Acrylic diffuser material recommendations?

Hey there folks! I want to build some custom light bars using acrylic as the diffuser material. Does anyone have any recommendations for a company that has good options? I’ve tried diffusion specific led acrylic from Tap before, but either it was too thin, or my distance wasn’t far enough from the leds to really blend the hot spots.

I don’t need total removal of hot spots, but something that makes it a bit more smooth. Assume a max of about 1 inch from the led to the outer edge of the acrylic for space.

i’m using the led diffusion acrylic from TAP plastics in the backfire sign i created last year.

the distance i settled on from the LEDs to the acrylic was 27mm before i found the optimal distance to blend all the lights and not have hot spots.

BUT - also keep in mind that hot spots are dependent on a couple factors. the distance between each LED, the point brightness of each LED, and lastly, the distance between LED and the diffuser material.

the smaller LEDs you have and the closer they are together, the less of a distance you’ll need between the lights and the diffuser materials and the more easily it will blend.

just an example - instead of running a 30 led /meter 5050 strip, using a 90 led/meter 2020 strip would be far easier to diffuse.

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another thought - if you’re not able to switch to a higher density strip, you could take steps to try to minimize any light absorption in between each led, such as applying a white film or reflective material with cutouts for each LED over the strip so that you get the most reflectivity… this is just me spitballing and i have not tested any of this and do not know how effective this would be.

Dear Alex, as a general rule i maintain as min. distance between led and diffuser the spacing between leds. For strips of 60 leds/m this would be 17mm. Now if you like colors, (everyone who likes Pixelblaze likes colors, i guess) and you want the colors to blend in with each other, this distance could be anything between 20 and 40mm. PMMA or acrylic is a good diffuser, i always use the sanded (or iced) version. Also exist in tubes of varying diameter.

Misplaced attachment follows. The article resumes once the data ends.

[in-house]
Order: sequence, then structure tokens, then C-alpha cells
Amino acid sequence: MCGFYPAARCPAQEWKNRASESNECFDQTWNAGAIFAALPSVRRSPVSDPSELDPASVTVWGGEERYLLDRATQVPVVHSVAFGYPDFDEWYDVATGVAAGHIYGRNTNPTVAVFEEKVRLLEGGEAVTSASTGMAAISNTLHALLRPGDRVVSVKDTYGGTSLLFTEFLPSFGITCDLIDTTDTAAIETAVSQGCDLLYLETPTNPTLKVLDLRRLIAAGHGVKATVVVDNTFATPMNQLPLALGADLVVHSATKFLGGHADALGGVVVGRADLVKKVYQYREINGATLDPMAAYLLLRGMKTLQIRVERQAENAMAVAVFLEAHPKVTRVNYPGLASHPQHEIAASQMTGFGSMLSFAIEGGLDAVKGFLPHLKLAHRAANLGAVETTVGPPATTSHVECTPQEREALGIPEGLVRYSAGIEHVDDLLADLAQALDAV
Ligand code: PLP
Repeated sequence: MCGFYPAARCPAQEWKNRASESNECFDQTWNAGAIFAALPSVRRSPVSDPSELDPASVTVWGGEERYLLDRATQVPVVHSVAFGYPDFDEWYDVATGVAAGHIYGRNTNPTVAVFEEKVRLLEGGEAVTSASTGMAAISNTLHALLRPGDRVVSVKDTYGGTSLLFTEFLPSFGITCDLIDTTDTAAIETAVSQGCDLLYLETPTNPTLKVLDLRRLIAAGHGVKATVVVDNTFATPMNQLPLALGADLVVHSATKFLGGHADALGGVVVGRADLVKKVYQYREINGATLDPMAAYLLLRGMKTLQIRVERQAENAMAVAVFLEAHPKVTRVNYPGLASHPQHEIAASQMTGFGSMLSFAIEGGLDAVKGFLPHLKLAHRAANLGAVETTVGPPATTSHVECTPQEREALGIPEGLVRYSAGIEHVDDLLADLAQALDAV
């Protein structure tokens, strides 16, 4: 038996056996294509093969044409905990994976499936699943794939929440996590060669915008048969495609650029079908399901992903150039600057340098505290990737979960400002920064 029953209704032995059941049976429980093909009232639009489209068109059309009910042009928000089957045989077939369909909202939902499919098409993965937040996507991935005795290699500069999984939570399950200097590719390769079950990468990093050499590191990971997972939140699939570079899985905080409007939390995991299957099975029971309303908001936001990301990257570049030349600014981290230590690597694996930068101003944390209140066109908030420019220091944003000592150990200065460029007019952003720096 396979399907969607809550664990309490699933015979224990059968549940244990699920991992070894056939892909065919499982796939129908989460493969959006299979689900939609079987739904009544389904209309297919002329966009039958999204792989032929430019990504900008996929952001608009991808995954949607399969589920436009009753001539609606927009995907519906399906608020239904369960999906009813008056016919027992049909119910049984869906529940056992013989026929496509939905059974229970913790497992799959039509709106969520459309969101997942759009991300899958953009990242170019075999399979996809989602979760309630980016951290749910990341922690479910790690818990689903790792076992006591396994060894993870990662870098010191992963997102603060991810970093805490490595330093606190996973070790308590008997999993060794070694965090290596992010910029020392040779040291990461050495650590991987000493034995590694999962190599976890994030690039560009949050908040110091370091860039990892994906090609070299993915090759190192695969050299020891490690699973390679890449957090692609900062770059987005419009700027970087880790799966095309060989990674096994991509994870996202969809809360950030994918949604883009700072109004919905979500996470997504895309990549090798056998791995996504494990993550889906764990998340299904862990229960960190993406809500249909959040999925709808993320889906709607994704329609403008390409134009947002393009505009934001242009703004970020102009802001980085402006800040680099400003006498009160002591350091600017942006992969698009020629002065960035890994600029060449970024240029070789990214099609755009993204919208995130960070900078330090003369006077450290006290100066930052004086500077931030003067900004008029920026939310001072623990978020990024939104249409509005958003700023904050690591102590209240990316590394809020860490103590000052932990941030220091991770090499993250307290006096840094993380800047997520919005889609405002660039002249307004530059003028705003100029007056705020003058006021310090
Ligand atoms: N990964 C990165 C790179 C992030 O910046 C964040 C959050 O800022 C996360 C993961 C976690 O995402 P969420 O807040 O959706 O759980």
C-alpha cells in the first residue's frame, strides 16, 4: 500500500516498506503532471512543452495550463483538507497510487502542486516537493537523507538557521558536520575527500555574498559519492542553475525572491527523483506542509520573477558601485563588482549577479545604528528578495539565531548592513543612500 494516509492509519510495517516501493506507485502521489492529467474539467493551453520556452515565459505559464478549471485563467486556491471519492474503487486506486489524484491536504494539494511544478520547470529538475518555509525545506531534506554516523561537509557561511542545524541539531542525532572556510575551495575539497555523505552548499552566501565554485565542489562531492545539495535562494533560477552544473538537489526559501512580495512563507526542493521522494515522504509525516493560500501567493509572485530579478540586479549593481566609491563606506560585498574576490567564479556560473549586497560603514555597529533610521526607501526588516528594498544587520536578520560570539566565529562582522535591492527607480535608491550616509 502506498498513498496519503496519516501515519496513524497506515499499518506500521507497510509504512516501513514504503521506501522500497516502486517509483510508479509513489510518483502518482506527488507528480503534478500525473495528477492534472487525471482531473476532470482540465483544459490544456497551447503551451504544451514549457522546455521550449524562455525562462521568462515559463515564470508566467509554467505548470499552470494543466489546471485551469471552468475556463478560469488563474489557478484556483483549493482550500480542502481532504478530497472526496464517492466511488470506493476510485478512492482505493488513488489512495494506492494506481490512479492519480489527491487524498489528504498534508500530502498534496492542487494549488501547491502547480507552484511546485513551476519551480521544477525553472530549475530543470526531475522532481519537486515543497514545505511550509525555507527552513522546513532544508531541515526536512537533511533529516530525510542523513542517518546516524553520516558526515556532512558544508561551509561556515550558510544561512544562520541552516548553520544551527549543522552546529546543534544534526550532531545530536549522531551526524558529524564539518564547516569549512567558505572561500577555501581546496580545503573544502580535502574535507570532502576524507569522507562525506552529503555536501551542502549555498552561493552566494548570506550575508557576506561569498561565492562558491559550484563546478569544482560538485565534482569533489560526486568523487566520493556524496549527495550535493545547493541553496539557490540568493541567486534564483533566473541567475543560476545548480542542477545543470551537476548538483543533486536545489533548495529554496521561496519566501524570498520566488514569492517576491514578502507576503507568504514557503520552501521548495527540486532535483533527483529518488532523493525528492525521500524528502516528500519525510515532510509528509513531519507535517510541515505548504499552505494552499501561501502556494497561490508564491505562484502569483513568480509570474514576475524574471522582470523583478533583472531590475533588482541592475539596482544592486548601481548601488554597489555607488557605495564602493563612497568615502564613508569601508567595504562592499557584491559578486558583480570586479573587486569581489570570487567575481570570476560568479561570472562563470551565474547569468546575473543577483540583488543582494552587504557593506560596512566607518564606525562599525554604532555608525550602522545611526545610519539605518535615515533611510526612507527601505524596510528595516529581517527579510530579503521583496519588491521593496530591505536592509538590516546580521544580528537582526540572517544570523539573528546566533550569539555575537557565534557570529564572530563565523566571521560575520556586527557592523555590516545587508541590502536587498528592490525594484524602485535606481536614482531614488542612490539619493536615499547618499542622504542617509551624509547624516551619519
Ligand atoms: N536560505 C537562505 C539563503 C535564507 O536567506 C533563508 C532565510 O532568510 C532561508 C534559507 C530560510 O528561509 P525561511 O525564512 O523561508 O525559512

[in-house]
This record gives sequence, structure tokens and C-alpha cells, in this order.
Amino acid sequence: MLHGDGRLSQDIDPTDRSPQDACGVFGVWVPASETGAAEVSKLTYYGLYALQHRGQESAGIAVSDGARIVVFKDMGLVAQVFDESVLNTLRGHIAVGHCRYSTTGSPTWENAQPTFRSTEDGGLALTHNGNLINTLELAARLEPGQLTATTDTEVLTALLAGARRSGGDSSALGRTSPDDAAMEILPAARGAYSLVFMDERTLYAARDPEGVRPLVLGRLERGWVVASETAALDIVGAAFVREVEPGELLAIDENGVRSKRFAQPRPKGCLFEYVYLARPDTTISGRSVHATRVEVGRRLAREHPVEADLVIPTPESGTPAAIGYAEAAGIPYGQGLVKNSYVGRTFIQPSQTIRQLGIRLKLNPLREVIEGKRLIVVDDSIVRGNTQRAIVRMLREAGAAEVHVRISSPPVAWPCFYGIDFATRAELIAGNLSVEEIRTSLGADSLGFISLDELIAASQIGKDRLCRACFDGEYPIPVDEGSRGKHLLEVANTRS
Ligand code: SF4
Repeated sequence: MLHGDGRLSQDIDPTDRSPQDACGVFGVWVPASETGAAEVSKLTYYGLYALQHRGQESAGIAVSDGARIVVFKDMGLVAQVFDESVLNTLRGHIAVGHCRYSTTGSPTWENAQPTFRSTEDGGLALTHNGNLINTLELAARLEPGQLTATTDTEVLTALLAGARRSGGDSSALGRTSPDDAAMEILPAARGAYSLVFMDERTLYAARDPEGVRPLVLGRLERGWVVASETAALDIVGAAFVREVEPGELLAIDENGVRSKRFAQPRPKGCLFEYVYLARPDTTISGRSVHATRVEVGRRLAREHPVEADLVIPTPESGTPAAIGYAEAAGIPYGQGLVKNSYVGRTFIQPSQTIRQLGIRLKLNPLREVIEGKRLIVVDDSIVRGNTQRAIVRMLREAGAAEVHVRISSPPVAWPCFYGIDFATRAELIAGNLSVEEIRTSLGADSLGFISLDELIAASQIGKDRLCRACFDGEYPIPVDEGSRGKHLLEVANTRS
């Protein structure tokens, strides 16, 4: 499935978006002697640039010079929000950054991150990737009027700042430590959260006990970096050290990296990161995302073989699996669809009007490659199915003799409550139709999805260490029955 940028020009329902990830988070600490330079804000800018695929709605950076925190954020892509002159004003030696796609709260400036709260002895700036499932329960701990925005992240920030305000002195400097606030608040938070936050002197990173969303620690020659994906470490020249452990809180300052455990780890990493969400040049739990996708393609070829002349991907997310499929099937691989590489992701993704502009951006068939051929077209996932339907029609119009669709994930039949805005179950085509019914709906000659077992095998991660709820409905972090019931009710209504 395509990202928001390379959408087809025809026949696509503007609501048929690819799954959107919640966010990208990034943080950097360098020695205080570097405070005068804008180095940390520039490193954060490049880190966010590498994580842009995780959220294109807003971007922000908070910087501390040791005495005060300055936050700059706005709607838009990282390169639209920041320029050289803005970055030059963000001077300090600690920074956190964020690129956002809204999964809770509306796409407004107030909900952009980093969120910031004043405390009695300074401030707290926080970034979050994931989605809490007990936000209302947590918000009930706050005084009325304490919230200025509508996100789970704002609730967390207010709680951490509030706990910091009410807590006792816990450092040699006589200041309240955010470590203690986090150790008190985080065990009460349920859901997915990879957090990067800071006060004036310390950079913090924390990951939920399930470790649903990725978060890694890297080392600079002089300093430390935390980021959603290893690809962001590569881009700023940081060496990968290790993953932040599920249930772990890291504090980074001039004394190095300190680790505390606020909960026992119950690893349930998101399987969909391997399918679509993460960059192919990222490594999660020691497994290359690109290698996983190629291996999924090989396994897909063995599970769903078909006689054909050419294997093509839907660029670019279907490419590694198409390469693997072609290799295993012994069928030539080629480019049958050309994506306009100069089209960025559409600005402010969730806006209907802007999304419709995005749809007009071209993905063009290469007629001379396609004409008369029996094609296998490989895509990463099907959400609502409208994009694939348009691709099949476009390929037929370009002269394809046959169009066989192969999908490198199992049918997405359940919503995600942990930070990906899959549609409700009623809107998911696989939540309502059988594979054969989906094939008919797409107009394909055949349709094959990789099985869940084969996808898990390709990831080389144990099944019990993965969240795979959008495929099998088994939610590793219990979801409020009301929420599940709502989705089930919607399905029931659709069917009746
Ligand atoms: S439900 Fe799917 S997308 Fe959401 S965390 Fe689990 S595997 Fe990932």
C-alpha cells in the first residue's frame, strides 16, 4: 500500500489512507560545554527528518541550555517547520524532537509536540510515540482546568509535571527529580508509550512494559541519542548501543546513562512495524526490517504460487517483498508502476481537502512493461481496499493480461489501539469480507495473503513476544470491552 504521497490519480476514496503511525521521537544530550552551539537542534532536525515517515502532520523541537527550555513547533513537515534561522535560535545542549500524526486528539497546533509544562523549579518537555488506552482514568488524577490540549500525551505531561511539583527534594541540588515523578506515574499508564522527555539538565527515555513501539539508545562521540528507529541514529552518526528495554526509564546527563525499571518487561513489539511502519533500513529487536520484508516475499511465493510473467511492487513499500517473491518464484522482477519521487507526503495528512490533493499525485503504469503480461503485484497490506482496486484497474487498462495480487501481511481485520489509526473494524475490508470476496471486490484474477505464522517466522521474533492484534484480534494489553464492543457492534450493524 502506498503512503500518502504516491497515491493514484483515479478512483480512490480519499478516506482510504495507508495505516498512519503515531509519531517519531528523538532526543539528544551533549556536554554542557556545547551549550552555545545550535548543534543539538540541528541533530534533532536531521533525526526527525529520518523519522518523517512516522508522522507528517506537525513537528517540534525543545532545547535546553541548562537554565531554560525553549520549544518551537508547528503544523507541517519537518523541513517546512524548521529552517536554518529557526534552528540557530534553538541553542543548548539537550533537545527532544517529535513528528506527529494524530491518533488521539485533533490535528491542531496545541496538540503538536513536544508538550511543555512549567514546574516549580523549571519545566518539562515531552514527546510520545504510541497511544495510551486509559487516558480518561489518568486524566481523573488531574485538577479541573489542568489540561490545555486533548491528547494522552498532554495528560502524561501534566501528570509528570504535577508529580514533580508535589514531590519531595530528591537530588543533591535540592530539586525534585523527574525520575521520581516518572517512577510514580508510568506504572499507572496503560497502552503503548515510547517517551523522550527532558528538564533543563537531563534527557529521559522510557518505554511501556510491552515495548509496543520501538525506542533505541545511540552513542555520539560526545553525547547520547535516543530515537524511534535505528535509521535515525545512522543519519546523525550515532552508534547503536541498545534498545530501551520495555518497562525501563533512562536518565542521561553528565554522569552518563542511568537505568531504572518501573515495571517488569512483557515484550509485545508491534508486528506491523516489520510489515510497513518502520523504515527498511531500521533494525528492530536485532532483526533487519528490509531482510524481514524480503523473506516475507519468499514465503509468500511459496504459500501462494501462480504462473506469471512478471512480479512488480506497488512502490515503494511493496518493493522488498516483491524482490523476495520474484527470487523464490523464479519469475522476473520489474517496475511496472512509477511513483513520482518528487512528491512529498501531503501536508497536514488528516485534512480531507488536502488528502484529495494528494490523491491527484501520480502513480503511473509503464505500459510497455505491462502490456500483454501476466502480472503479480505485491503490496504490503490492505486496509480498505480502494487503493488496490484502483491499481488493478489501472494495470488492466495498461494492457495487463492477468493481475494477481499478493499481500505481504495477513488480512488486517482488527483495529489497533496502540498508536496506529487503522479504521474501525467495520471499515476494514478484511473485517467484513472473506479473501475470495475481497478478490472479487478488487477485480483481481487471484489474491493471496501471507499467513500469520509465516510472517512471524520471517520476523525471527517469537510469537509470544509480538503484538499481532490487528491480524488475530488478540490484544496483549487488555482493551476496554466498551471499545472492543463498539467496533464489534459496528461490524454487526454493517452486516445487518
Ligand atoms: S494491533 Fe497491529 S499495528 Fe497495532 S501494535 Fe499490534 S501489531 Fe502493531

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Thanks for the rule of thumb, I’ll play around with it :slight_smile:

Finally got my 3d printer going and can test different materials for diffusion as a stop gap, and then will pick up some acrylic to play with as well!

for 3D prints, with organic flowing shapes, i’ve printed with transparent PETG with extra thick perimeters (3-4 layers instead of the usual 2), light infill

experiment with infill shapes since they do show through… gyroid and hexagon patterns are especially good in my opinion.

then sand down the external shell with sandpaper, working down to a very fine grit wet sandpaper and you’ll get pretty good outcomes!

One example of transparent PETG with gyroid infill


Timster has great tips here about the relationship between density, distance, and brightness.

Selecting an acrylic with lower light transmission will generally blend things more for you. Thickness, textured matte surface finish, or more white additives per unit of volume are all ways to reduce transmission and increase diffusion angle.

You can see some of this relationship in the Plaskolite lighting solutions product sheet. This manufacturer makes the acrylic and polycarb used in many commercial fixtures. You can request a chip sample pack from their website. For a polycarb project, I really liked DX-NR and LW3.

Have you tried Tap’s 45% transmission “Lighting white” in 1/4" thick? I think that would blend 60/m 5050s pretty well at about an inch offset.

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